WOMAD was founded in 1980 by English rock musician Peter Gabriel, along with Thomas Brooman, Bob Hooton, Mark Kidel, Stephen Pritchard, Martin Elbourne, and Jonathan Arthur. The first WOMAD festival took place in Shepton Mallet, UK, in 1982. The audience witnessed performances by Peter Gabriel, Don Cherry, The Beat, Drummers of Burundi, Echo & The Bunnymen, Imrat Khan, Prince Nico Mbarga, Peter Hammill, Simple Minds, Suns of Arqa, The Chieftains, and Ekome National Dance Company, founded by Barrington, Angie, Pauline, and Lorna Anderson, the pioneering African arts company in the UK, among others.


71 - CARTE DE SEJOUR - Birth of the Arabic – Rock – Punk music.

Carte de Séjour was founded in 1980 by Rachid Taha, Djamel Dif, Mokhtar  Amini, Mohamed Amini and Éric Vaquer. Jérôme Savy, former guitarist of the French garage rock band Arsenic, replaced Vaquer sometime later. The band's name was a reference to the residence card carried by immigrants in France. The group created the first Arabic-Rock band in 1980, included in its repertoire pop, rock, punk rock, to their North African music. They were influenced by the Clash, James Brown, and Iggy Pop,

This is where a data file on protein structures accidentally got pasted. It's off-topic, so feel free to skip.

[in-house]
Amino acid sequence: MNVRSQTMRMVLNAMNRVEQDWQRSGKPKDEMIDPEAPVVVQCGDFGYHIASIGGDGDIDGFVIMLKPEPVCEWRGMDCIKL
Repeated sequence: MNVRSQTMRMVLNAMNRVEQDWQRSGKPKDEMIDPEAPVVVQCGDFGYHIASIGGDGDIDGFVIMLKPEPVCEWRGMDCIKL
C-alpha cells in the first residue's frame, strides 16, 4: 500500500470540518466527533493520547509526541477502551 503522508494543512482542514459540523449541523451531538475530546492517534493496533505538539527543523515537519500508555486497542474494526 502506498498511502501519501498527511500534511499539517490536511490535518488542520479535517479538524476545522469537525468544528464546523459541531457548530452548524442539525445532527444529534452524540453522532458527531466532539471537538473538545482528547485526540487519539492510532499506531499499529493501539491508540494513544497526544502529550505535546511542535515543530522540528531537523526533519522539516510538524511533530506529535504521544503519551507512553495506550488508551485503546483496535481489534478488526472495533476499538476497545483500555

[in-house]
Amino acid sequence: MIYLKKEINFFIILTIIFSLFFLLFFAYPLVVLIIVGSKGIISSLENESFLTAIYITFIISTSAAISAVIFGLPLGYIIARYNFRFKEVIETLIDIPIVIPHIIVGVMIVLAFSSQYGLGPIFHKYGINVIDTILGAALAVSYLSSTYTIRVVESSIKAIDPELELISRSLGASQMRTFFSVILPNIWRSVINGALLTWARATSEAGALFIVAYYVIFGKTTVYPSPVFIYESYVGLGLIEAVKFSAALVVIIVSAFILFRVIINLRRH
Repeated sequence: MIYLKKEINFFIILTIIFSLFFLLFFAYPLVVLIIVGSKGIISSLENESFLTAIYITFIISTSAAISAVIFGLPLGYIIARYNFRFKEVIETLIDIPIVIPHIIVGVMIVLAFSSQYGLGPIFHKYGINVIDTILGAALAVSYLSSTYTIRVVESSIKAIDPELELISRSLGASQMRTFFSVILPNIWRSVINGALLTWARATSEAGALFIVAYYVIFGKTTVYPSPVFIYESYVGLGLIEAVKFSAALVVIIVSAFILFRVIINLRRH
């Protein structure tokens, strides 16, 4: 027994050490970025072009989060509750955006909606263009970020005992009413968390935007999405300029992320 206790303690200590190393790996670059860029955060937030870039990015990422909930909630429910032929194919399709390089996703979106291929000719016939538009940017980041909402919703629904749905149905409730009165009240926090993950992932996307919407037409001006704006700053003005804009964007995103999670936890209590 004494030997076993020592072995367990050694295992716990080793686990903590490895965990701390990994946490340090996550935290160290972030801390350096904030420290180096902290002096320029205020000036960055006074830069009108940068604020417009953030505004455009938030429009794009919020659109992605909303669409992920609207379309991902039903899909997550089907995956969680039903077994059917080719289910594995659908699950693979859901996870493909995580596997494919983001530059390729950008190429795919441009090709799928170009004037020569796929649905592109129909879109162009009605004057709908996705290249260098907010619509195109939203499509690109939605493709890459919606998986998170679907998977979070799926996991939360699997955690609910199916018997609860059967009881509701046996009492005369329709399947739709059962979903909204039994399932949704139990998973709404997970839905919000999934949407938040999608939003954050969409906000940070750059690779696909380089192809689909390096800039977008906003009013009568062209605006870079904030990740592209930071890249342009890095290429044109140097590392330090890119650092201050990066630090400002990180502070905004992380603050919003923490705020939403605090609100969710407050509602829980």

72 – STERNS - African record centre – 1982

Sterns record shop was launched by three music lovers, Don Bayramian, Robert Urbanus, and Charles Easmon in London. The record shop is located on Warren Street in London. Since its launch in 1982, it has been the epicenter of the African music scene. Sterns is also the first British record label to release recordings by Salif Keita, Youssou N'Dour, Franco & OK Jazz, and gradually hundreds of other artists.


73 – MANU DIBANGO - Soul Makossa

Although his big breakthrough as a solo artist came in 1972 with the hit "Soul Makossa", he had already been performing for 20 years in Africa, Belgium and France. Soul Makossa, is the most sampled African song in history.



The French producer Gilbert Mousset was one of the first festival promoters to be thanked for bringing African artists to his festival, Musiques Métisses, in the early 1980s. Amazones de Guinée, Super Biton, Salif Keita, Thomas Mapfumo, Miriam Makeba, Mory Kanté, and Johnny Clegg were among the first artists to be invited to his festival in the early 80s.


75 - KING SUNNY ADE – The King of Juju music.

The clearest sign of the growing interest in African music was the success of Nigerian juju band leader King Sunny Ade, whose first two internationally released albums for Island Records sold more than 100,000 copies each in the United States in 1983–84. The album 'Juju Music' was a critical and commercial success, peaking at 111 on Billboard's 'Pop Albums' chart. The New York Times described the album in 1982 as 'the year's freshest dance-music album' and credited it in 1990 with having launched the 'World Beat movement' in the United States."